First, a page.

Pokemon Sleep is the Tamagotchi I never had

(Image credit: The Pokemon Company)

Sitting beside me one recent afternoon, my partner glanced down at my phone; "Why are you playing Pokemon Sleep?" Her question was a fair one - it was the middle of the day, and we were in public. It was hardly time to settle down for a nap. 

Her perfectly reasonable confusion didn't even cross my mind, however. "It's lunchtime," I replied. "Snorlax needs his lunch." She looked at me, incredulous.

"His lunch?"

"Yeah, it tracks your sleep, but you need to feed it Breakfast, Lunch, and Dinner too. To help him grow. And that's why you give him these berries." I gathered up a collection of fruit from my party, and Snorlax began chowing down.

"That's not a sleep tracker. That's a Tamagotchi. You've got a Tamagotchi."

Snorlax's sleepiness is as inherent to its character as Pikachu's Thunderbolt, but I'm prepared to believe that unless you've watched the anime, the creature's voracious appetite is a little less well-known. Despite that, I had no real defence - the second I gave it any thought, the comparisons between Pokemon's latest, weirdest spin-off and the iconic Egg Watch were immediately clear.

Pocket Monster, or Pocket Friend?

Pokemon Sleep

(Image credit: The Pokemon Company)

I never had a Tamagotchi of my own. I'm too young to remember the toy's first wave, and while they reared their heads again a few years later, I don't think my parents would have been prepared to allow another Japanese fad into their lives after Pokemon got its hooks into me. 

Still, I'm familiar with the concept. A little creature that lives in a small electronic device that you keep on your person, that you're tasked with looking after by feeding and playing with it. Pokemon Sleep's Snorlax doesn't entirely fit the bill - he probably won't die from neglect, for one thing - but he does require pretty regular attention. As well as three square meals a day and plenty of sleep, I'm checking in multiple times a day to provide as many berries as my pocket pal can eat and to gather ingredients for his next feast.

The comparisons between Pokemon's latest, weirdest spin-off and the iconic Egg Watch were immediately clear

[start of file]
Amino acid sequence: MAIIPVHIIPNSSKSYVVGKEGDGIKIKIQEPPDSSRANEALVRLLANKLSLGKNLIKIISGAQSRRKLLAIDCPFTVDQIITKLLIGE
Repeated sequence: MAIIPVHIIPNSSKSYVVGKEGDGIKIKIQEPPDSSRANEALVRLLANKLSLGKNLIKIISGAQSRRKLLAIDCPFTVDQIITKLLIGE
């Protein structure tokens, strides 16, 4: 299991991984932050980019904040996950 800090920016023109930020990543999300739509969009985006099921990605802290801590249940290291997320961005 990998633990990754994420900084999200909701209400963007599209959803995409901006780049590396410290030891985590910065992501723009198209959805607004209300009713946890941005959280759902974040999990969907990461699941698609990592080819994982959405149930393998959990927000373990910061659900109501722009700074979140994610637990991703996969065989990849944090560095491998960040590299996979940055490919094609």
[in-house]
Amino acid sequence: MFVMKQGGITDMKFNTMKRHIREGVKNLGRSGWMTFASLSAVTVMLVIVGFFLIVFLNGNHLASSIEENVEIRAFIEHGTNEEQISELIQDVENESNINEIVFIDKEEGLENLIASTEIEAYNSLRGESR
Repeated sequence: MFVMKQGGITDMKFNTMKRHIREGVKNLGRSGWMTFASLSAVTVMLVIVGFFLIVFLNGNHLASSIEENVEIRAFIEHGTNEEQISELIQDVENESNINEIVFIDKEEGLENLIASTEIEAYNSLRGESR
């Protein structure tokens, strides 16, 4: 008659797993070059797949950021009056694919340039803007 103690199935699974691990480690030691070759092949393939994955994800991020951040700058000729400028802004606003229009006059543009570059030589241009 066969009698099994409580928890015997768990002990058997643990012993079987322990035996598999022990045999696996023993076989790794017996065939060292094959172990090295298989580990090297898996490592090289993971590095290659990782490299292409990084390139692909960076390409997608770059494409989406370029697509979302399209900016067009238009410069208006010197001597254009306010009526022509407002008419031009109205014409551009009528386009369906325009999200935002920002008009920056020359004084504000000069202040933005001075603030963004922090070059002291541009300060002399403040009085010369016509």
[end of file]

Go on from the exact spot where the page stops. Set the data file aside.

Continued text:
And while Snorlax might be the star of the show, I've got a handful of other, smaller Pokemon to keep an eye on as well. Right now a Pikachu and Pichu are helping fatten up Snorlax alongside a Sudowoodo, Growlithe, and Bulbasaur, but as the day draws on and those Pokemon start to get tired, I'll need to swap them out for some more energetic friends, adding what feels like half a dozen more low-tech tamagotchi to my big, sleepy one.

As much as Pokemon Sleep isn't a perfect, like-for-like match for a Tamagotchi - thankfully I am neither having to play with Snorlax nor clean up its leavings after the many curries I've been cooking for him - it's a surprisingly close fit. Pokemon Sleep is more traditionally gamified than those original toys, its main aim being to increase Snorlax's size as efficiently as possible. The bigger the number by the end of the week, the better you've done. But even as Pokemon Sleep sacrifices some of Tamagotchi's more deliberately endearing features, it's still succeeded in getting me coming back every day for a week to make sure Snorlax gets every meal and then gets a full night's sleep. The novelty might wear off eventually, but I feel like I'm finally starting to appreciate the Tamagotchi craze - even if I'm 25 years too late.

I don't think the original Tamagotchi recorded your farts as you slept, so that's 1-0 to Pokemon Sleep.

Ali Jones
News Editor

I'm GamesRadar's news editor, working with the team to deliver breaking news from across the industry. I started my journalistic career while getting my degree in English Literature at the University of Warwick, where I also worked as Games Editor on the student newspaper, The Boar. Since then, I've run the news sections at PCGamesN and Kotaku UK, and also regularly contributed to PC Gamer. As you might be able to tell, PC is my platform of choice, so you can regularly find me playing League of Legends or Steam's latest indie hit.